[UPDATE] AdvCash User Loses Nearly $5k in Bitcoin Due To Card Cloning

UPDATe July 11: Advcash has reached out to us with the following statement: 

1) We are trying to return money back to the customer and for this we are working with Compliance Officer of the card issuer and I’m awaiting for his reply tomorrow.
2) We don’t take 35$ for each transaction, it’s mistake of our customer service representative and she will be fired from her position after end of July. We will take 35$ to review overall fraud case of the customer.
The company would also like to point out the issue of “card cloning” lies with the card issuer, rather than the company. 

Bitcoin enthusiasts will have heard of the company Advcash before. This online platform lets users order virtual and physical debit cards, and balances can be topped up with Bitcoin, among other payment methods. As it turns out, one user has noticed strange account activity, as his account was emptied. It looks like this platform is a far cry from secure, and they are not helpful in getting funds back either.

Advcash Digs Their Own Grave

TheMerkle_Card Cloning Advcash

A Reddit user makes a mentioned how his Advcash card was apparently cloned. Several dozen ATM withdrawals were noted on his account, all denominated in Rupiah. Considering how he claims the card was barely used it remains a mystery as to how users obtained these details.

Card cloning is a grave concern to every individual and enterprise, yet we often think it won’t happen to us. Unfortunately, these types of illegal activities are far more widespread than people anticipate. Most card issuers will try to help customers in getting their money back, though. Advcash’s policies work against the customer when it comes time to filing chargebacks.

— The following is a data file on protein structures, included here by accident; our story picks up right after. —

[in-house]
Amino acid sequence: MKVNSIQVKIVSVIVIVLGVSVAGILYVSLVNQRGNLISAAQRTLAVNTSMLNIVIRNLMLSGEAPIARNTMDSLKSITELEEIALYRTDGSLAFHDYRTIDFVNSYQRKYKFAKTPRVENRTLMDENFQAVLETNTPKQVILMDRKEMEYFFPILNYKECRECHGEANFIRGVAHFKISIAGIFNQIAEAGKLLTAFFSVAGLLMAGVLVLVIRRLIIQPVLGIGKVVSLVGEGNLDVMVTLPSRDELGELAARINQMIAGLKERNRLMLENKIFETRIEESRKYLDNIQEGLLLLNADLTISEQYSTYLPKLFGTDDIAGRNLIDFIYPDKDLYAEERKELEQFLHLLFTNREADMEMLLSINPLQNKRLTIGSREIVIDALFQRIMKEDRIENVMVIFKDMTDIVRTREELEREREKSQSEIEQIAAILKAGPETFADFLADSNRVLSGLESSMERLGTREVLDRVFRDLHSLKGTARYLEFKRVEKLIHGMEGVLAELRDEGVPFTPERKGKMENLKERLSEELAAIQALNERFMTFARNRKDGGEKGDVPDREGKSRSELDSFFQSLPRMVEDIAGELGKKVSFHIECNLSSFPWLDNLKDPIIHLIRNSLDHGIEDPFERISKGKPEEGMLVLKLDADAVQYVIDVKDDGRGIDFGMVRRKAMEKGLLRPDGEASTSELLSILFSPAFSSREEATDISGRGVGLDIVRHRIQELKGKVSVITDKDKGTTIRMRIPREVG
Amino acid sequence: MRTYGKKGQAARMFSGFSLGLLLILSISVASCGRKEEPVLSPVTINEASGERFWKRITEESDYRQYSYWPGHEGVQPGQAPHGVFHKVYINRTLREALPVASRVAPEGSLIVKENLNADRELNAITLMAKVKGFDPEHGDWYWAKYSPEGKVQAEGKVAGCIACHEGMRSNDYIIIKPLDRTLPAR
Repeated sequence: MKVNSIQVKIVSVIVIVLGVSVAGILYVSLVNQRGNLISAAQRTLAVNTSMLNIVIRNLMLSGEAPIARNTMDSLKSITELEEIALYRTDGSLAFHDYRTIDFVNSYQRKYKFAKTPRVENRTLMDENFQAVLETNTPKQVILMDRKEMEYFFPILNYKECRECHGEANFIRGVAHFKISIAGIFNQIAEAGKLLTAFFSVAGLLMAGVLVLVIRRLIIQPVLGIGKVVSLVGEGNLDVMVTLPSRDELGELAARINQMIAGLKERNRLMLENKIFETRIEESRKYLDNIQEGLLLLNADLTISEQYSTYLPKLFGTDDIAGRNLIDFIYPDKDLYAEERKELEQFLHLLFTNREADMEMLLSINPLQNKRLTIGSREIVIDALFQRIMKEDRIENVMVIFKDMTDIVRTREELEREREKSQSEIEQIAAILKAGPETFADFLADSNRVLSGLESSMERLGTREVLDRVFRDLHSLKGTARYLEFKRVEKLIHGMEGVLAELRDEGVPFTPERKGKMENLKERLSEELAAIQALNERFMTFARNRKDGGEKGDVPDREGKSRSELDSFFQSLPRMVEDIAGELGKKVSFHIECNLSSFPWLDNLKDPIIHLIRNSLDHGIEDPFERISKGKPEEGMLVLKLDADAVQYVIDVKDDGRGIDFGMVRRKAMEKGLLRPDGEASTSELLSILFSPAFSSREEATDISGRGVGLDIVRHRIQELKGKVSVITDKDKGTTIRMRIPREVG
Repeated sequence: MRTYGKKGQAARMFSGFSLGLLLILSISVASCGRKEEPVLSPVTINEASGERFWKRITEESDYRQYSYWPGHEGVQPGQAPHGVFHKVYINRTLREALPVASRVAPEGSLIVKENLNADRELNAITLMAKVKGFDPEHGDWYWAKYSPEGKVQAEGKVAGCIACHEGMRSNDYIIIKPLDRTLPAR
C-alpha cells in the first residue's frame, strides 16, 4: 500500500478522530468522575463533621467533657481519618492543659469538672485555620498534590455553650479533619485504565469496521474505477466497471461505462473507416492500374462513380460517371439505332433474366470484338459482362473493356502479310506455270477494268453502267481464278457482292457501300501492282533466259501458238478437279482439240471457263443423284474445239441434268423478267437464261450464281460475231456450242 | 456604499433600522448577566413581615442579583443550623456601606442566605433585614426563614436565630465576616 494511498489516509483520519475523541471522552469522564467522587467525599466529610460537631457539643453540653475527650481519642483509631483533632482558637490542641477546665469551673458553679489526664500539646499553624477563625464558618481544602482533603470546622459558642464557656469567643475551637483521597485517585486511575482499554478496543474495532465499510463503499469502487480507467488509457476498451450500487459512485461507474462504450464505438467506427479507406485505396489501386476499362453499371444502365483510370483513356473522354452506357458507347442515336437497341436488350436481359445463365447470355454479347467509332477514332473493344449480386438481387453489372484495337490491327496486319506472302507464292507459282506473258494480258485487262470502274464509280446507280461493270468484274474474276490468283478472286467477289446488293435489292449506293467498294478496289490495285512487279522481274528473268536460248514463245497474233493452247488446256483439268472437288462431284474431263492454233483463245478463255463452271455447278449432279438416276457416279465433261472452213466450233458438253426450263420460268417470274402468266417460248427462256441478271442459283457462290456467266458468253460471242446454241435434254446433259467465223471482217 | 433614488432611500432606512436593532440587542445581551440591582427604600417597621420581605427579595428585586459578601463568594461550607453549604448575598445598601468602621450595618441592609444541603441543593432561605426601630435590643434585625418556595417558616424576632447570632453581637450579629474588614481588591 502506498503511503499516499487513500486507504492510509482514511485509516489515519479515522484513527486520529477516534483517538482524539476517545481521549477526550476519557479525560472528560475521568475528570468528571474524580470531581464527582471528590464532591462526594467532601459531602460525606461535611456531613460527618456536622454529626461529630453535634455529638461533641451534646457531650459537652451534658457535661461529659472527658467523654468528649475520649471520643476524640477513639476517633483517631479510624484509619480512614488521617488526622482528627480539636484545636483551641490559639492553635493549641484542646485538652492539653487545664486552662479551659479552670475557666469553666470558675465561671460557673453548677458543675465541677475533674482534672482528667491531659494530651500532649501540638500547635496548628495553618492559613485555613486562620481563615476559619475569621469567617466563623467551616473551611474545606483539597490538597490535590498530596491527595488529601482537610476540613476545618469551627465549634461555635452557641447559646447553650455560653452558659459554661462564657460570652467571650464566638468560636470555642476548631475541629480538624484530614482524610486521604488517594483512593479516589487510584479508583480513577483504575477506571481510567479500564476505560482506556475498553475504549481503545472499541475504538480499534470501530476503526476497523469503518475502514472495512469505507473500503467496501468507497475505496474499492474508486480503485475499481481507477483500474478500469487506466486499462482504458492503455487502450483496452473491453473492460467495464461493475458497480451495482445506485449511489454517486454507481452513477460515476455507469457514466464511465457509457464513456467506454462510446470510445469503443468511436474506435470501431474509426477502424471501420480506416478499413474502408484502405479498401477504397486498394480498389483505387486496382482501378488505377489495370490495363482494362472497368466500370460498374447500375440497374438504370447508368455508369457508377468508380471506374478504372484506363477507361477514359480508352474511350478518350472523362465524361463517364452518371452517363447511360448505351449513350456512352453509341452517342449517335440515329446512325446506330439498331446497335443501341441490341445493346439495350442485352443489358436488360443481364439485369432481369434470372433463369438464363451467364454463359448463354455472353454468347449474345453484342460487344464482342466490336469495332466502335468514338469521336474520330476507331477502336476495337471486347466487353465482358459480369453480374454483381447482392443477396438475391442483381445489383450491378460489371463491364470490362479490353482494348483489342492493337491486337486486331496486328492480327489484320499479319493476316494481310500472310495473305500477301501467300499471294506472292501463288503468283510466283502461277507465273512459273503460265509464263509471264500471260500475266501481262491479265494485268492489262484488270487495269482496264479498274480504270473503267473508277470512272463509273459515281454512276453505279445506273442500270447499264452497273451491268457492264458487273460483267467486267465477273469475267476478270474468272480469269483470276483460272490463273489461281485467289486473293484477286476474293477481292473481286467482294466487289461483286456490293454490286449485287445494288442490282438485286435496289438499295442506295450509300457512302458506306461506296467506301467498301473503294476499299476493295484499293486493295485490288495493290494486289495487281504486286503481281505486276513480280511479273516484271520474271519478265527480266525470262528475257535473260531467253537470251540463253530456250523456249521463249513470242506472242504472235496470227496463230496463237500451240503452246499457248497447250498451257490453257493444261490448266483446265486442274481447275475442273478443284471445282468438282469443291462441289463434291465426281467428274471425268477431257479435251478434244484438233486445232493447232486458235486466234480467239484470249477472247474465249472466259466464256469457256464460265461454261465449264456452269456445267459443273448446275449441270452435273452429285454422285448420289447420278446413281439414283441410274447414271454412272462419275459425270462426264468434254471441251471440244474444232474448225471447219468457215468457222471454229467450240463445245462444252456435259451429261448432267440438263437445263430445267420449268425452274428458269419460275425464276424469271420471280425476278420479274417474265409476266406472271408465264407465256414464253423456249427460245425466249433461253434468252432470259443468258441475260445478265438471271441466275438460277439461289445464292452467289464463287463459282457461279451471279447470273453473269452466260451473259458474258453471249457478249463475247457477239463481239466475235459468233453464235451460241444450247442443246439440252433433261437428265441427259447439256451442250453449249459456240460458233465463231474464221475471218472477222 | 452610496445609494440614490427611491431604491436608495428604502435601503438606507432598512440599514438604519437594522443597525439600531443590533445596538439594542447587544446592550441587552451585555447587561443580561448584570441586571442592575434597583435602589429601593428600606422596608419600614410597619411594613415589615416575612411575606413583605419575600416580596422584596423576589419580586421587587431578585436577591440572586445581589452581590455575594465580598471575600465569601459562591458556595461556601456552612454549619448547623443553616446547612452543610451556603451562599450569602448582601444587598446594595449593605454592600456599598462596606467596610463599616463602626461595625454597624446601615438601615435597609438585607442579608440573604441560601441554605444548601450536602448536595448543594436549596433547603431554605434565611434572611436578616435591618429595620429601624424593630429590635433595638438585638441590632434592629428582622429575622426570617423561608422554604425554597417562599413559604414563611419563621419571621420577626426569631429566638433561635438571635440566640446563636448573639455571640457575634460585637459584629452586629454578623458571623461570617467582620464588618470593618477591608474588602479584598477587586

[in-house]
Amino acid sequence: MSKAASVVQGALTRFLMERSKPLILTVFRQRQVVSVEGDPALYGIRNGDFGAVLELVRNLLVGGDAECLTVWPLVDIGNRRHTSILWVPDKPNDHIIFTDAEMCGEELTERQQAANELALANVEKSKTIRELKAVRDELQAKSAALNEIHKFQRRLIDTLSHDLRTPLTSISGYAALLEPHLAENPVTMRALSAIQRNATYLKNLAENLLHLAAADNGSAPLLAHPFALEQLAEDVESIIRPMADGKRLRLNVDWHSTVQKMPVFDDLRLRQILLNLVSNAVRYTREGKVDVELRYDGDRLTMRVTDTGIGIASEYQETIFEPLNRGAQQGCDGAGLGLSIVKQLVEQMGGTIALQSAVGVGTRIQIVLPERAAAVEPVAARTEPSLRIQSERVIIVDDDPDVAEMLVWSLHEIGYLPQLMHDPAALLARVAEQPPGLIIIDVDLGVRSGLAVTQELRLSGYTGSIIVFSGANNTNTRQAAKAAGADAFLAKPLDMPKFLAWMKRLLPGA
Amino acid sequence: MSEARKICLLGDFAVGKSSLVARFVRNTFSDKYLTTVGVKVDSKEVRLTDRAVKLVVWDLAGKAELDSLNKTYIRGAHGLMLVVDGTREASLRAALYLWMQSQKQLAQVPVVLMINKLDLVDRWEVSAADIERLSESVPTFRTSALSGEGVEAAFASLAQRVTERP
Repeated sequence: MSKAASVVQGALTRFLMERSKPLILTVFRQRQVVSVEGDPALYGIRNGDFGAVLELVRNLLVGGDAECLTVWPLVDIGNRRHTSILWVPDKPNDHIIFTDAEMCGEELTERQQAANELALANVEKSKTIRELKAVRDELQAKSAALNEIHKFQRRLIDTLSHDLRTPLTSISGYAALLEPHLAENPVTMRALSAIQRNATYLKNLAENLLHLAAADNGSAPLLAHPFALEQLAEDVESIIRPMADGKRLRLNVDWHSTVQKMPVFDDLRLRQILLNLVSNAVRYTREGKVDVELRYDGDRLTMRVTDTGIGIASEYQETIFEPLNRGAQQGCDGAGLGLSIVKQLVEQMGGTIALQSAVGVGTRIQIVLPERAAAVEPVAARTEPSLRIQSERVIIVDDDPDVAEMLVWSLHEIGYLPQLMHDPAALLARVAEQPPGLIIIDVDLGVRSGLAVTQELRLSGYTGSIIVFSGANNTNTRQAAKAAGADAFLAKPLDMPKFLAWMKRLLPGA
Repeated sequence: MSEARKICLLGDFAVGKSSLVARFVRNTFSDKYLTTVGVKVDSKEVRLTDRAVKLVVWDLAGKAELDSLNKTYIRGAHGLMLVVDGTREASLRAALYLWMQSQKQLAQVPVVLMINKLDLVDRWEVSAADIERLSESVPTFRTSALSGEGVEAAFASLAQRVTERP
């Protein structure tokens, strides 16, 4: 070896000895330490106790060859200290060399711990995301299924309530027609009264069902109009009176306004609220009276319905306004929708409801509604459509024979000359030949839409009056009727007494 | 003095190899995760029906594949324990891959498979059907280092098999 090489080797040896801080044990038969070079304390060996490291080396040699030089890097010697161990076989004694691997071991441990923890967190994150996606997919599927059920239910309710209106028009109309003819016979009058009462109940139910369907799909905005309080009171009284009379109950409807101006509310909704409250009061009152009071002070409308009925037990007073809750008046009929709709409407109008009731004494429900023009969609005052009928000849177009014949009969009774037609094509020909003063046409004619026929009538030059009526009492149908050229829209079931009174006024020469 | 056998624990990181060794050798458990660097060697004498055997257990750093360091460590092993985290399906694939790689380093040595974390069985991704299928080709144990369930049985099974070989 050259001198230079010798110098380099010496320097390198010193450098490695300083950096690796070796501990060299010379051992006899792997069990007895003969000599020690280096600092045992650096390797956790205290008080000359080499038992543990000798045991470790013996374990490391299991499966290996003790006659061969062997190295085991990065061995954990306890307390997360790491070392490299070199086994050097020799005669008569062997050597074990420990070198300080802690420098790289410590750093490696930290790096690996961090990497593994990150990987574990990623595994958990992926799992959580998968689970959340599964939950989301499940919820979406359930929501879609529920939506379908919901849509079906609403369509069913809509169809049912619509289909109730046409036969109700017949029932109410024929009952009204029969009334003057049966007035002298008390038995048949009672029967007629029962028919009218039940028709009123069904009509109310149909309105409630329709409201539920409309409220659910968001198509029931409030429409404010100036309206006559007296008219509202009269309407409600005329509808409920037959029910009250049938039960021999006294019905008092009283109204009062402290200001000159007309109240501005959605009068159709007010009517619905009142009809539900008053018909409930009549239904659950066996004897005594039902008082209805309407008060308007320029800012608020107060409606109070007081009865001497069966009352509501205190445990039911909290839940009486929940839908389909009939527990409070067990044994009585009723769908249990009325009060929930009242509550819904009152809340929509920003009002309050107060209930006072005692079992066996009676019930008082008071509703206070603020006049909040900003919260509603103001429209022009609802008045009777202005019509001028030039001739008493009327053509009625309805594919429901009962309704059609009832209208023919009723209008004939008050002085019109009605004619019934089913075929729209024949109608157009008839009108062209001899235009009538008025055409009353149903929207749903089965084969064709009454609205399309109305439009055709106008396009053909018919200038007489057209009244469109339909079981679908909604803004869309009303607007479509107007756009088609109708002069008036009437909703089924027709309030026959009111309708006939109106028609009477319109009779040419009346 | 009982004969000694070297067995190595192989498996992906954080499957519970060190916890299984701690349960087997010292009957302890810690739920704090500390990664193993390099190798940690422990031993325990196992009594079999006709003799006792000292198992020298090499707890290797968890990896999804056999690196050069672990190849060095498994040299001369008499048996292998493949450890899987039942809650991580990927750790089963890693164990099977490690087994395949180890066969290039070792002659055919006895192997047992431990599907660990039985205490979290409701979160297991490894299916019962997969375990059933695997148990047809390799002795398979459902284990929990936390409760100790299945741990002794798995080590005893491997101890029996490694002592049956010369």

According to the report, the Advcash customer support told the user how he could file a chargeback procedure. The catch is, every transaction would be subject to a US$35 fee, and may take p to 90 days to complete. With 29 fraudulent withdrawals, this would result in paying US$1,015 in fees on a sum of US$4,685.

While the Advcash team is not to blame for the card cloning itself, the company was unable to stop the fraudster from withdrawing the remaining balance on the card. They never detected fraudulent transactions, nor did they undertake any effort to block further transactions. To top it all off, the chargeback fees for fraudulent transactions are almost high enough to force users to say “forget about it, let them steal my money.”

Granted, Advcash is a small company residing in Belize – an area of lax regulations and oversight – issuing debit cards than can be topped up with Bitcoin. Retrieving these funds will be next to impossible without paying the fees by the look of things. It remains to be seen how the company would respond to this problem over the coming weeks. But it is clear they will not be able to keep customer information safe either, if they have no ways of – or interest in – detecting fraudulent transactions.

Images credit 1,2

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